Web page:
Published On: Mon, Jun 16th, 2014

How Long Do Things Last?

Monday-Manna-3

Jim Mathis

Over the past 15 or 20 years, I have owned about a dozen cell phones. Almost all had to be replaced because they stopped working. They were not built to last for very long. Similarly, most computer people I know agree if a computer is more than three years old, it is rapidly advancing into technological old age.

On the other hand, as a musician when I perform in concerts, I regularly use a 60-year-old guitar amplifier that I still consider very reliable. My wife and I have furniture in our house we have owned for more than 40 years that we have no intention of replacing. These all were built to withstand the ravages of time.

Some do not need to last because they become obsolete before they wear out, like computers and other technological devices that seem outdated almost before you get them home from the store. Other things, such as plastic packaging, have a lifespan far beyond their usefulness.

I have been struggling with this issue of reasonable usefulness and obsolescence because my car is getting older. Today it has accumulated more miles than any of the previous 34 cars I have owned. Yet it remains just as tightly constructed and solid as the day I bought it 11 years ago. Since the car is still in excellent operating condition, I think I will keep driving it.

When I got involved with photography in the 1960s, it was said black and white photographs would last about 100 years and color photographs would last less than twenty years. Most people ignored this fact, assuming their pictures would last forever. Now in the business of restoring old photographs, I have found these predictions accurate. Black and white photos from the early 20th century are usually merely torn or damaged from handling or poor storage; color prints from the last half of the 20th century are badly faded.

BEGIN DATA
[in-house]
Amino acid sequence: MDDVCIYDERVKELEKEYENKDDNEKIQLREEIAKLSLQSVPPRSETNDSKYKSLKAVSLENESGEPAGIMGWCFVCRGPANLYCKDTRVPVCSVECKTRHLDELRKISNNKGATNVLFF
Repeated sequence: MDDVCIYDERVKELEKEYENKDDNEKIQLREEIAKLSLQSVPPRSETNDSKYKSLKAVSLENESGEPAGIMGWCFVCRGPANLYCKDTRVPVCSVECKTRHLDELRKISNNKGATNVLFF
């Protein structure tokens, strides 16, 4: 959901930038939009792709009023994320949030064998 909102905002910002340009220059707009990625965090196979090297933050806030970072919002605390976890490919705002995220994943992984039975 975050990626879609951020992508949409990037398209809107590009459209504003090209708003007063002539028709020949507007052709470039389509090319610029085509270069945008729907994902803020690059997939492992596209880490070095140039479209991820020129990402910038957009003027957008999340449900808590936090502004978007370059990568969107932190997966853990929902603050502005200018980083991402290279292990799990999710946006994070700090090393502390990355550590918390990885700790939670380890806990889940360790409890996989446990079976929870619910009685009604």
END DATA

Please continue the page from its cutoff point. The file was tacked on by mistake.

Let’s apply this understanding of the temporary nature of things we possess to the spiritual realm. Jesus often spoke about this, urging listeners not to become too attached to what they owned. For instance, He said, “Do not store up for yourselves treasures on earth, where moth and rust can destroy, and where thieves break in and steal. But store up for yourselves treasures in heaven, whether moth and rust do not destroy, and where thieves do not break in and steal” (Matthew 6:19-20).

Jesus was citing the futility of devoting our lives to the pursuit of things that wear out, become damaged, or grow obsolete. He was saying it is far wiser to focus on things that are eternal, those that will never grow old. Then He made an additional comment: “For where your treasure is, there your heart will be also” (Matthew 6:21). Jesus astutely observed if money and what we possess hold our top priority, we become devoted to seeking and accumulating things we cannot keep forever.

On another occasion, He spoke about a rich man who decided to build a larger barn to stockpile his overabundance of crops. He told himself, “You have plenty of good things laid up for many years. Take life easy, eat, drink and be merry.” That night, however, the rich man died, leaving all of his earthly possessions for someone else to claim. Jesus closed with the comment, “This is how it will be with anyone who stores up things for himself but is not rich toward God” (Luke 12:18-21).

The question we each must ask ourselves is this: Am I spending my time, energy and talent primarily to acquire things I will discard or lose, or investing those in things that will last for eternity?

 

Jim Mathis is the owner of a photography studio specializing in executive, commercial and theatrical portraits, and operates a school of photography. He formerly was executive director of CBMC in Kansas City, Kansas and Kansas City, Missouri.

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